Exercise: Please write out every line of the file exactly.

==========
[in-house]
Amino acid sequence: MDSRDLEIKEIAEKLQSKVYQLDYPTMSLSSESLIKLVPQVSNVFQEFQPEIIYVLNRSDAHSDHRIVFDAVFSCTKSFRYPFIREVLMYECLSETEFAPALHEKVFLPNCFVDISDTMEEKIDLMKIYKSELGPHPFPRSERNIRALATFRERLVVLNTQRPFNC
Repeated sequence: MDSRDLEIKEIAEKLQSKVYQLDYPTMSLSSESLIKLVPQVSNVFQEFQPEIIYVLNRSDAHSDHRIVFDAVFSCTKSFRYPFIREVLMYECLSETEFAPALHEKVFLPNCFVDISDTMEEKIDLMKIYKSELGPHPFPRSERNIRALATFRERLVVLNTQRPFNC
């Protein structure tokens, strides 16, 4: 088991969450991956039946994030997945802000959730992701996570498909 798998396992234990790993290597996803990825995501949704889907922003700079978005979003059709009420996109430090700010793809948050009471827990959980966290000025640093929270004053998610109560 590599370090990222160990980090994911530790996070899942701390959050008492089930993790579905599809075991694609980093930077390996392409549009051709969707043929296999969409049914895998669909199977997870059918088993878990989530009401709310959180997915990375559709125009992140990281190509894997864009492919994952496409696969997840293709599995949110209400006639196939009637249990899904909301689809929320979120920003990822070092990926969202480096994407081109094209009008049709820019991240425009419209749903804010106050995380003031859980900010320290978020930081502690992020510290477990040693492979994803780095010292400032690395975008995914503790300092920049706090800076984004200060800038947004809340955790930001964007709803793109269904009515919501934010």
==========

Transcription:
[in-house]
Amino acid sequence: MDSRDLEIKEIAEKLQSKVYQLDYPTMSLSSESLIKLVPQVSNVFQEFQPEIIYVLNRSDAHSDHRIVFDAVFSCTKSFRYPFIREVLMYECLSETEFAPALHEKVFLPNCFVDISDTMEEKIDLMKIYKSELGPHPFPRSERNIRALATFRERLVVLNTQRPFNC
Repeated sequence: MDSRDLEIKEIAEKLQSKVYQLDYPTMSLSSESLIKLVPQVSNVFQEFQPEIIYVLNRSDAHSDHRIVFDAVFSCTKSFRYPFIREVLMYECLSETEFAPALHEKVFLPNCFVDISDTMEEKIDLMKIYKSELGPHPFPRSERNIRALATFRERLVVLNTQRPFNC
């Protein structure tokens, strides 16, 4: 088991969450991956039946994030997945802000959730992701996570498909 798998396992234990790993290597996803990825995501949704889907922003700079978005979003059709009420996109430090700010793809948050009471827990959980966290000025640093929270004053998610109560 590599370090990222160990980090994911530790996070899942701390959050008492089930993790579905599809075991694609980093930077390996392409549009051709969707043929296999969409049914895998669909199977997870059918088993878990989530009401709310959180997915990375559709125009992140990281190509894997864009492919994952496409696969997840293709599995949110209400006639196939009637249990899904909301689809929320979120920003990822070092990926969202480096994407081109094209009008049709820019991240425009419209749903804010106050995380003031859980900010320290978020930081502690992020510290477990040693492979994803780095010292400032690395975008995914503790300092920049706090800076984004200060800038947004809340955790930001964007709803793109269904009515919501934010």